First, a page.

In my previous life, before becoming an investigator, I lived in the world of private legal practice, both in the Caribbean and in Ontario, Canada. In that role, I had the opportunity of interacting with persons of diverse social, cultural and racial backgrounds, persons of varying personality types and persons with experiences that had shaped their life or the way they interacted with others. There were many occasions where the persons with whom I interacted, whether as their advocate or as opposing counsel, were seemingly not forthcoming with the information that I needed to illicit. The typical or traditional thinking is that they are not forthcoming because they are either lying or have something to hide.
Examples of problematic workplace behaviours often include the obvious: a racial slur, a homophobic “joke” or inappropriate touching. But what happens when the behaviour in question is less overt? While seemingly innocuous, these types of comments can amount to what has been dubbed “microaggressions”. Named the ‘Top Word of 2015’ by the Global Language Monitor, this term has become increasingly popular in our common parlance. But what are microaggressions and why should employers (and other institutions) be concerned about them?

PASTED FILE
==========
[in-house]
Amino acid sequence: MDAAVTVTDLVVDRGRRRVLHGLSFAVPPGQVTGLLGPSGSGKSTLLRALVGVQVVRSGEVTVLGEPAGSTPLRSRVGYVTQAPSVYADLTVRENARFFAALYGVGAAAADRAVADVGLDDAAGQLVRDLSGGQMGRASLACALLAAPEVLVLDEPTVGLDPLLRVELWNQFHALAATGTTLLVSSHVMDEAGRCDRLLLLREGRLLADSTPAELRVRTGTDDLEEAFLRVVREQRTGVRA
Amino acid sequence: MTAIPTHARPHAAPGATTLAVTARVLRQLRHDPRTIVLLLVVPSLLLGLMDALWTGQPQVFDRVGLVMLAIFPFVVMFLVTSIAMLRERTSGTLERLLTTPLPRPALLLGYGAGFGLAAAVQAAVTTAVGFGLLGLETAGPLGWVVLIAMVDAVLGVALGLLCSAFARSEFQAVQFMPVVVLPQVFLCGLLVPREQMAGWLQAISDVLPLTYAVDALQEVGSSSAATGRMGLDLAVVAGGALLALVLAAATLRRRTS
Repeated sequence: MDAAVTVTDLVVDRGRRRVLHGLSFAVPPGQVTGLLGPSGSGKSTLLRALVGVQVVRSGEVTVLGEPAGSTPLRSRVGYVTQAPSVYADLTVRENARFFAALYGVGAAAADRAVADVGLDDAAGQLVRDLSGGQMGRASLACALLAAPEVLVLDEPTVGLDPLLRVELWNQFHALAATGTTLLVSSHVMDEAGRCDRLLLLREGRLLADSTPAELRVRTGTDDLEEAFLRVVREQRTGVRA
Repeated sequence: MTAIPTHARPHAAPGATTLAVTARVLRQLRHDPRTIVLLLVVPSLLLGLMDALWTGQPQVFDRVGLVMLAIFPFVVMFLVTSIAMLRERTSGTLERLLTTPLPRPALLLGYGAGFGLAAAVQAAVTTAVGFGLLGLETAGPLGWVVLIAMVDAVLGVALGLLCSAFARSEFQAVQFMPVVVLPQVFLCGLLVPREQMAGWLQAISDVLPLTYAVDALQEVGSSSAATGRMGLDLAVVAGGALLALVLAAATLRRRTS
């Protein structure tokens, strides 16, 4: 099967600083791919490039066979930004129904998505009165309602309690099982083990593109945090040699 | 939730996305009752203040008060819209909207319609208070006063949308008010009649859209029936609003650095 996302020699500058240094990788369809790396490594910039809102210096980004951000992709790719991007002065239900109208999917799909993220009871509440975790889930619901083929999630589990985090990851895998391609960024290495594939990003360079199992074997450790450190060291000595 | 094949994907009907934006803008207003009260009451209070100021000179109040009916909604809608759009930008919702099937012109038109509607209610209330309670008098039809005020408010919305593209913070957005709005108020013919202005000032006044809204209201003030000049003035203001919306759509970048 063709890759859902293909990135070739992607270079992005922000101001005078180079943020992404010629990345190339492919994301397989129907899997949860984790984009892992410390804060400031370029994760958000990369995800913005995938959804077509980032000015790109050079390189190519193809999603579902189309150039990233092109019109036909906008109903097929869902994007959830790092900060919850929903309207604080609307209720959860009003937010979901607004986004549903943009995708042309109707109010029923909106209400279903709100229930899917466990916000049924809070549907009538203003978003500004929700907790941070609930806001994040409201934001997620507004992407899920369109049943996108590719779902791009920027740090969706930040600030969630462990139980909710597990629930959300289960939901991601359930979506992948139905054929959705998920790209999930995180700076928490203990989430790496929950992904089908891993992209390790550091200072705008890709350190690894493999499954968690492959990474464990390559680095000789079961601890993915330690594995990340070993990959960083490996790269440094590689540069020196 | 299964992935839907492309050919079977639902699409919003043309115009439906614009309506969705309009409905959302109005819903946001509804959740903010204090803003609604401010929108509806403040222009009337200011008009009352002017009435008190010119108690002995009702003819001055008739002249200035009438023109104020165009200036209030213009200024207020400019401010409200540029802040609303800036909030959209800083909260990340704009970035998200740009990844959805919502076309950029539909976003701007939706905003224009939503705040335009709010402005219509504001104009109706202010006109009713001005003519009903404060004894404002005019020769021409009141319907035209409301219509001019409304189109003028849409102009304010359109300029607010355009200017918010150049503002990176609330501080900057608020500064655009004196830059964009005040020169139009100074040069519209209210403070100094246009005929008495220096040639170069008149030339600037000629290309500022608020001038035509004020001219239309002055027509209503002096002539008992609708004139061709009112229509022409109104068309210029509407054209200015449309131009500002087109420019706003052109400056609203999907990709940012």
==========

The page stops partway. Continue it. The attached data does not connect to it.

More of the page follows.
Most people never think that one day they’ll have to recount for an investigator every time a colleague rolled his eyes or responded sarcastically to a question. However, a recent case from the Alberta Court of Appeal, MacLeod v. Alberta College of Social Workers, illustrates just how important the specifics are.
Recently, in the town of Lorette, Manitoba (Pop. 3,208), which is 25 kilometres southeast of Winnipeg, a little inside joke made a very big public splash. The medium? Cake icing. The platform? Snapchat. At a time when employees constantly scroll through their IPhone notifications, mean jokes blasted over social media easily infiltrate the workplace.